Unmasking Bias in Clinical Research: A Historical Perspective

Bias in clinical Research

It’s an uncomfortable truth that decision-making is a murky business. While we would all like to think that our actions and the choices underpinning them are rooted in logic, integrity, and reason, the truth is not entirely clear-cut.

In reality, the purity of our thinking is sullied by a variety of factors, and we may or may need to be made aware of their influence. A case in point is bias, which describes the deep-held feelings, tendencies, and prejudices that can lead us to unknowingly deviate from a position of objective understanding and cause us to make misguided subjective judgments. Where bias is present, we cannot guarantee or fully trust that what is said describes the precise reality of what is happening.

In medicine, bias has long been accepted as a concept of fundamental importance because of its potential to skew understanding and distort decisions. Indeed, the Hippocratic Corpus reflects the Father of Medicine’s appreciation for the idea in the following line: “Keep a watch also on the faults of the patients, which often make them lie about the taking of things prescribed.” [1]

Much later, in 1747, Scottish physician James Lind brought knowledge of bias to one of the first-ever recognized clinical trials when he proved citrus fruit’s effectiveness as a scurvy treatment. While Lind’s achievements did not extend to establishing the link with vitamin C, they were notable because he followed a systematic experiment and arrived at his conclusions based on hard evidence when the idea had previously only been supported by conjecture.

At the end of the 19th century, British physician John Haygarth further advanced the validity of clinical trials when he became the first person to demonstrate the placebo effect. His work involved comparing a popular – and expensive – treatment of the day against a dummy alternative. In revealing no difference in efficacy, Haygarth said his experiment illuminated “what powerful influence upon diseases is produced by mere imagination.” [2]

Haygarth and his successors ultimately laid the foundations for Henry K. Beecher’s 1955 paper, The Powerful Placebo, which quantified the placebo effect and paved the way for placebo-controlled clinical trials. Since the 1960s, this has been recognized as the accepted standard to adjust for conscious and unconscious bias in drug development studies.

Slightly earlier, in the 1940s, another aspect common to modern-day studies – the double-blind comparative trial – was first conducted by the UK’s Medical Research Council to safeguard against results being influenced by patients, physicians, and trial administrators. This milestone was then quickly followed by the first trial to explore the randomized allocation of patients. The study was conducted by Professor (later Sir) Austin Bradford Hill [3] on a platform of pioneering work previously carried out by renowned statistician Ronald Fisher. [4] Bradford Hill’s work further sought to minimize bias and introduce greater levels of rigor into the examination of the relationship between intervention and outcome.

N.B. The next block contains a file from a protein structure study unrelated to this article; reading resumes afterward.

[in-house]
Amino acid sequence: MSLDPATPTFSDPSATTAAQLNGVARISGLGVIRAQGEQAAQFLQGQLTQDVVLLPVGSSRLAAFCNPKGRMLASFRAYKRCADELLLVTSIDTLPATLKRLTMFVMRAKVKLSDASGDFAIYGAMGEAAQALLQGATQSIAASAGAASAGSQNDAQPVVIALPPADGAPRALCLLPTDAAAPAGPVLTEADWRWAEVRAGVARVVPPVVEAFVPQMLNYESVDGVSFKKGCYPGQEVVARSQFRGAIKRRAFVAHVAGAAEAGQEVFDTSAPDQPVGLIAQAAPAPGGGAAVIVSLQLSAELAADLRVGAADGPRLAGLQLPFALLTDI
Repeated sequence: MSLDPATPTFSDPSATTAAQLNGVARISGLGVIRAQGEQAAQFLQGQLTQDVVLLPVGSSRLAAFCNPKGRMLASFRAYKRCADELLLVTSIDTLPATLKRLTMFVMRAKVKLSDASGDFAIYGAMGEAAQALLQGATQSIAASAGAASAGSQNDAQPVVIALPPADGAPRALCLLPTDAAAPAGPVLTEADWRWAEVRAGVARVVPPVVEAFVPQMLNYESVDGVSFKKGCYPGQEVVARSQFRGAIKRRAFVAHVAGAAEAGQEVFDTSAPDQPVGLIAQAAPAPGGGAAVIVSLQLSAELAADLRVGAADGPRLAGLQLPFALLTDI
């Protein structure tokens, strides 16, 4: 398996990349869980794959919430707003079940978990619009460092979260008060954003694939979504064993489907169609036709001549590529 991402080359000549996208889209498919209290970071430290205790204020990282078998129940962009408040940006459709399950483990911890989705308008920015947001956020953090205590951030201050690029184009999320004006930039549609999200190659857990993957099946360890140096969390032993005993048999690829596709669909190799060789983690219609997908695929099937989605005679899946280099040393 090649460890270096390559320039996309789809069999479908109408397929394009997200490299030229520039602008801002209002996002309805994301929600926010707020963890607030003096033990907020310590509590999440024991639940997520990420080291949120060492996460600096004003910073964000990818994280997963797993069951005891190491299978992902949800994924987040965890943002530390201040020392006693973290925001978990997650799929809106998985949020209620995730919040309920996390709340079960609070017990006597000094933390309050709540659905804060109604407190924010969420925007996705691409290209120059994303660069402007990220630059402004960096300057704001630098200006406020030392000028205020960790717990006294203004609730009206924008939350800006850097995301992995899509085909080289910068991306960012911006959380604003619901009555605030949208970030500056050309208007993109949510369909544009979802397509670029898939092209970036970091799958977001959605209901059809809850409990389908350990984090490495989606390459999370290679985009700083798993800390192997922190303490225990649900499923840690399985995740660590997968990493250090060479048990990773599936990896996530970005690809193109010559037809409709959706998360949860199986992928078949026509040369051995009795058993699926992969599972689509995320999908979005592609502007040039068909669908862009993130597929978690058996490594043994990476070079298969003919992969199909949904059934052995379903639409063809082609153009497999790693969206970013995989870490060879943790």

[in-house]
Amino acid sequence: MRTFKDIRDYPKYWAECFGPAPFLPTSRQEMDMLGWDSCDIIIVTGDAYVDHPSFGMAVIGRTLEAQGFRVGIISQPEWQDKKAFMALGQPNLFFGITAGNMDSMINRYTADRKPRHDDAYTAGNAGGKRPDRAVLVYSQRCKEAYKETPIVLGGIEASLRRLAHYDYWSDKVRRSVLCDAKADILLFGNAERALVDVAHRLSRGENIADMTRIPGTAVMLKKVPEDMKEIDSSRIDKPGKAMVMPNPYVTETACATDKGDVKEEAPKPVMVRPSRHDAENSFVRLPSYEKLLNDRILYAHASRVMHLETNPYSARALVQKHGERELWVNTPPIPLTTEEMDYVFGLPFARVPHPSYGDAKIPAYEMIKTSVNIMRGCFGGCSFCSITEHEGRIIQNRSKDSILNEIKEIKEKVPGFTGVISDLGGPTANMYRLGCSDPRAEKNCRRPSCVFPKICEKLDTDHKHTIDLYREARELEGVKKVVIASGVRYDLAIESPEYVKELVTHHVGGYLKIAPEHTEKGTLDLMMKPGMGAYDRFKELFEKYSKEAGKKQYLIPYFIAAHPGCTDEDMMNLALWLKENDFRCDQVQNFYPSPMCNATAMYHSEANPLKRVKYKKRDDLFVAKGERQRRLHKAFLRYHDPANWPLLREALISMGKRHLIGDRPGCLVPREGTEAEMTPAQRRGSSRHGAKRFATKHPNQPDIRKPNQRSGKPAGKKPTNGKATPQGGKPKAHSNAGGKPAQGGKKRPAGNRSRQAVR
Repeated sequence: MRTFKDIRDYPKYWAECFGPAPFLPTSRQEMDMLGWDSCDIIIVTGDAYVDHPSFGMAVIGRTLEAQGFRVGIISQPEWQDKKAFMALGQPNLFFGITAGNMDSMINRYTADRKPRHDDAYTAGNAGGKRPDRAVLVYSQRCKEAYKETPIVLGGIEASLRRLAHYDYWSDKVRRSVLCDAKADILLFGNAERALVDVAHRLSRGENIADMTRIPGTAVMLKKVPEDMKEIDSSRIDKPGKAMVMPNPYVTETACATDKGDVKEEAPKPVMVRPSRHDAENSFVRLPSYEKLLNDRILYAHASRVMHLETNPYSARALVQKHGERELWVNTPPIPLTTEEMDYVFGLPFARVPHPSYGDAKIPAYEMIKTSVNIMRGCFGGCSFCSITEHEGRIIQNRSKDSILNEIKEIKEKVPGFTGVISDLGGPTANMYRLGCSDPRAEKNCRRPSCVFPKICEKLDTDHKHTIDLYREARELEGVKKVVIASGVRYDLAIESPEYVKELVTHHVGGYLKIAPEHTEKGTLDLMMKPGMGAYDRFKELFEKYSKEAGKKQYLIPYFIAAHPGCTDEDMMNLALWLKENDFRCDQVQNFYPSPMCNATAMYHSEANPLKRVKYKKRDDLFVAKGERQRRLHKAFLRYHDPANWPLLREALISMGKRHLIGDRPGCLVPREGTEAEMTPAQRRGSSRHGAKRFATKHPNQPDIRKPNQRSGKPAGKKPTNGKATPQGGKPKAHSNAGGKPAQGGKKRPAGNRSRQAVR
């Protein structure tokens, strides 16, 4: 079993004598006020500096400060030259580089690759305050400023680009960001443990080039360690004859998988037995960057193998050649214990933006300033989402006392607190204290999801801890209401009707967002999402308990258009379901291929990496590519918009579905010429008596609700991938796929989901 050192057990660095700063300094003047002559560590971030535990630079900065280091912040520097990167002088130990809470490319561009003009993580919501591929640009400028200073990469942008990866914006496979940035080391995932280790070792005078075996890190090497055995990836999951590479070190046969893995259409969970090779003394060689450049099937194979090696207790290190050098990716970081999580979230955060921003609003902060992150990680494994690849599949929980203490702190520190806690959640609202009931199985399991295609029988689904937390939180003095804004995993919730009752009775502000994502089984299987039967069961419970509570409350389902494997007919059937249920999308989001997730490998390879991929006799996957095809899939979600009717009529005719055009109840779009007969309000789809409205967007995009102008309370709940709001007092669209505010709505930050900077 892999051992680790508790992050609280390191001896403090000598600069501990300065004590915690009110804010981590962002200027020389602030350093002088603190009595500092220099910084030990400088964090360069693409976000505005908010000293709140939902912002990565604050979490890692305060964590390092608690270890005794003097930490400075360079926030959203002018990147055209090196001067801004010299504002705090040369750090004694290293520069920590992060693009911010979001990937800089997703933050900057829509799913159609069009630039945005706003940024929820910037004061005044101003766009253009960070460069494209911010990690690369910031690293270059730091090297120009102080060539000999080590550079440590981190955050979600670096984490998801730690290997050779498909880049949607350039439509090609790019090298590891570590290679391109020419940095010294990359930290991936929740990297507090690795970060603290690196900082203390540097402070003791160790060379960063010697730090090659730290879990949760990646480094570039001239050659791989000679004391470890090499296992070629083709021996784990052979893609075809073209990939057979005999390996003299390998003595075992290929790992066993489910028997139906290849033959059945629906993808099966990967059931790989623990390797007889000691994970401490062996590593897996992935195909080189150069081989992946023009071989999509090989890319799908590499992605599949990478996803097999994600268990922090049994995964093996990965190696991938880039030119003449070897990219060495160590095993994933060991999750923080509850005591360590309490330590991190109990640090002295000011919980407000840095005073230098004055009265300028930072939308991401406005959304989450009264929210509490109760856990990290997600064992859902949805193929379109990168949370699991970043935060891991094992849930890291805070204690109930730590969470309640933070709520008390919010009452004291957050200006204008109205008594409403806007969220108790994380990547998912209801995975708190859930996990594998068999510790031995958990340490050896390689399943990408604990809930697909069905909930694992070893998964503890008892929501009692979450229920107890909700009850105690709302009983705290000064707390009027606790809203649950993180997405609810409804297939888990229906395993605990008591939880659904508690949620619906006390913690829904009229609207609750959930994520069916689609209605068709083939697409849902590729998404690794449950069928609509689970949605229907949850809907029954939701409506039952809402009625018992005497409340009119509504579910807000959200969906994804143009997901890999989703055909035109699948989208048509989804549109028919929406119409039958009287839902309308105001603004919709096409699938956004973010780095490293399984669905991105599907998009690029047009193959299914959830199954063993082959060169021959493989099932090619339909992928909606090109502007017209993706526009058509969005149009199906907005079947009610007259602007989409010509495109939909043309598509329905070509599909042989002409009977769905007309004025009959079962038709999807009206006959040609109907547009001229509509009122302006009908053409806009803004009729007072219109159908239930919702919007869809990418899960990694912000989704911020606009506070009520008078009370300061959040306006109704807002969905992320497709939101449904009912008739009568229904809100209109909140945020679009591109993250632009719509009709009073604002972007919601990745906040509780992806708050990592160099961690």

The concept of randomization was central to creating the intention-to-treat (ITT) principle, which has been adopted as standard practice in clinical trials since it first emerged in the 1960s. ITT is based on analyzing study participants according to their initially assigned treatment groups, regardless of whether they received or completed the treatment as intended. Proponents of this method, such as Dr. Donald A. Berry, recognized that preserving randomization ensures the trial paints a picture of real-world practice. Therefore, it allows the study to more accurately illuminate the effect of the treatment under investigation, assuming a reasonable level of adherence to the investigational products.

More than half a century has passed since clinical trials arrived at this point in their history. While further progress has been made in various aspects, from the ethical to the technological, everything has stayed the same. In particular, pill counts continue to be relied upon for measuring adherence to medication regimens, even though awareness of medication measurement methods among patients can result in psychological bias.[5]

Today, however, we are equipped to address this problem through the availability of Digital Medication Adherence strategies and the use of electronic monitoring tools, such as Medication Event MonitoringSsystems (MEMS) for smart pill bottles, electronic caps, or other delivery devices (e.g., injectables, inhalers)These discreet technologies represent a step forward for understanding and managing adherence in trials by helping remove bias and tackling the risk presented by human error. As such, they enhance the quality of data gathered and the value of the insights derived from the study.

Looking back throughout history, we can see that progress in clinical trials relies on challenging the status quo. Medicine has achieved this by consistently questioning how to introduce more rigor and which methods can be adopted to address the various potential sources of conscious and unconscious bias. And this is all done to deliver results with more integrity and inform judgments with more validity. Is now the time to take the next step?


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